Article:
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CW

Carl Wilson

Carl Wilson is the author of Let’s Talk About Love: A Journey to the End of Taste (33 1/3 Series). He is an editor at The Globe and Mail, a blogger at backtotheworld.net and a curator for the Trampoline Hall Lecture Series, and has written for The New York Times, The L.A. Times, Slate, the Oxford American and many others.

 

Abstract:

"We Hate It When Our Friends Become Successful: The Death and Life of Great North American Scenius"

The era’s pre-eminent hip-sociologist-in-song, LCD Soundsystem’s James Murphy, sang in 2007, “You spend the first five years trying to get with the plan/ And the next five years trying to be with your friends again.” Anyone who’s been entangled with a thriving city music scene can relate: It emerges haphazardly out of inchoate creativity, ambition and urban opportunism; then, at some equally indefinable moment, it’s irretrievably past. The collective inspiration Brian Eno called scenius has leached away.

In the ‘00s in Toronto I was a witness-participant to a leap in music (very roughly “indie”-related) and several other fields (including urban activism) that was called, only half-jokingly, “Torontopia.” I’ve written often about the broad conditions I thought enabled and shaped it. Yet when it deflated, the reasons felt small-scale and individual: departures, divorces, at least one death and, perversely, career successes. How is scenius born -- is it a site-specific inevitability chartable by some Jane-Jacobs-esque systems theory, or the encounter of a few remarkable figures at a fortuitous time? How do you know when it’s expired, and how can it be usefully mourned?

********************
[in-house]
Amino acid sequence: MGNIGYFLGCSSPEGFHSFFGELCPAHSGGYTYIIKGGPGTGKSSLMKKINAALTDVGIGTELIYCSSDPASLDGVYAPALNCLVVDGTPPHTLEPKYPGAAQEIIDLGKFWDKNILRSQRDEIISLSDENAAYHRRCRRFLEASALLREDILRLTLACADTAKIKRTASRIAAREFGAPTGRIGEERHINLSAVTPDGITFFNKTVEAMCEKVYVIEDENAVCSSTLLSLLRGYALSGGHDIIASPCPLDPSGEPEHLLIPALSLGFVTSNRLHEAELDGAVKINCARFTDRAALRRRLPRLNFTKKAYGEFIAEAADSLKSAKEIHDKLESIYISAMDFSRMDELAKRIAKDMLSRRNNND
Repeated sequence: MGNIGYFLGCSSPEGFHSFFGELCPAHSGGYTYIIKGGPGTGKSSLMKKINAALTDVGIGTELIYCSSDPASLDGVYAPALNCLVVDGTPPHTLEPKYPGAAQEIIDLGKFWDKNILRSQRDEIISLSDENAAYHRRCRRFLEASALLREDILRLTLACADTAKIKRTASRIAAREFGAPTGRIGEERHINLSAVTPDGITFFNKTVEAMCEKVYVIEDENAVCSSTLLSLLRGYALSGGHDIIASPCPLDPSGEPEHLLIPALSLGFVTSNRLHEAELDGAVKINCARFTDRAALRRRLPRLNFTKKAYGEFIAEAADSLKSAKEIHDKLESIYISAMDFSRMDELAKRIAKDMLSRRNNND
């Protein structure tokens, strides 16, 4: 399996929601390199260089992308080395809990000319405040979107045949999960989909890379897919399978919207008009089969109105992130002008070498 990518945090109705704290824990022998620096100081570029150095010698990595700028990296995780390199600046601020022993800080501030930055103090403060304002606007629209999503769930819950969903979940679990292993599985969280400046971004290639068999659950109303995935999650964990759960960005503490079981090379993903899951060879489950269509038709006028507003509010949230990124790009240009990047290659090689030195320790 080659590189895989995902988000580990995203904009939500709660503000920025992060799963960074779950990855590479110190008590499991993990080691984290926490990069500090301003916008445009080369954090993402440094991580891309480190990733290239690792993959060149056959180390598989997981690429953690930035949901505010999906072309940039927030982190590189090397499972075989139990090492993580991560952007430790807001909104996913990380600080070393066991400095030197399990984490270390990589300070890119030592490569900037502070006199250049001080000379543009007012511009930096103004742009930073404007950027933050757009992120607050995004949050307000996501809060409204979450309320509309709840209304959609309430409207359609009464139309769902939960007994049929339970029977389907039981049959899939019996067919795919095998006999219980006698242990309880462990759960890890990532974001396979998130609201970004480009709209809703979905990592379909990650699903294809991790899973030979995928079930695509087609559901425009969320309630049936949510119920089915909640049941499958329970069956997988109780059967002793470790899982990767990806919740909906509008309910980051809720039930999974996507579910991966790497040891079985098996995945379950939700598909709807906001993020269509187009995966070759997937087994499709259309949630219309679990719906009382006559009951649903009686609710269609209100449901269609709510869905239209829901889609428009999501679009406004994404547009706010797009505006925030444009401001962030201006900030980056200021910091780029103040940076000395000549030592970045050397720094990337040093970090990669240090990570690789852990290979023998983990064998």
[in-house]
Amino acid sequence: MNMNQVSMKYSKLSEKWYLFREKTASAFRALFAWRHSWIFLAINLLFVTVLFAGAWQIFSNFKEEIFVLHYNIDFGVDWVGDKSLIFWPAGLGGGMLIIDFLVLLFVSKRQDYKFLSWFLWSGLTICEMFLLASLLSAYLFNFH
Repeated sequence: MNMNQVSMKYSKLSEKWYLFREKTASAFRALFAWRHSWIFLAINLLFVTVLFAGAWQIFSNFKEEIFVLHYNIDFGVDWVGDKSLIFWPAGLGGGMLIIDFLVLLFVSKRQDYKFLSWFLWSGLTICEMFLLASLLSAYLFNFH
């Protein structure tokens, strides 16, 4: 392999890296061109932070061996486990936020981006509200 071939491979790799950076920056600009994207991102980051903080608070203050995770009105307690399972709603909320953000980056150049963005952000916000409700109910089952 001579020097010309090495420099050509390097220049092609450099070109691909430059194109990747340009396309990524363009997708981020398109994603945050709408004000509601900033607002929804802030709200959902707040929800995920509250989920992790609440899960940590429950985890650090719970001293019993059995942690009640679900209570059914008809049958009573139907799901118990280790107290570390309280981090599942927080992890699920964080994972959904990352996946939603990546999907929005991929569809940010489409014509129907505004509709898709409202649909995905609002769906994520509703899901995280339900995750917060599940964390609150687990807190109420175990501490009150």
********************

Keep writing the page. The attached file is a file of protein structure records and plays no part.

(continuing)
I’ll perform my own investigative elegy by tracing portraits and pathways of some key Torontopians; by comparison with past cycles of cultural ferment here, and with scenes elsewhere and elsewhen via interviews and oral histories such as Everybody Loves Our Town (about 1990s Seattle) and EMP’s own Yes Yes Y’All (about hip-hop’s first decade); and with some epistemological fork-testing of the very concept of “scene,” which may be too narrow and static a model to serve contemporary, globalized, polycultural cities well.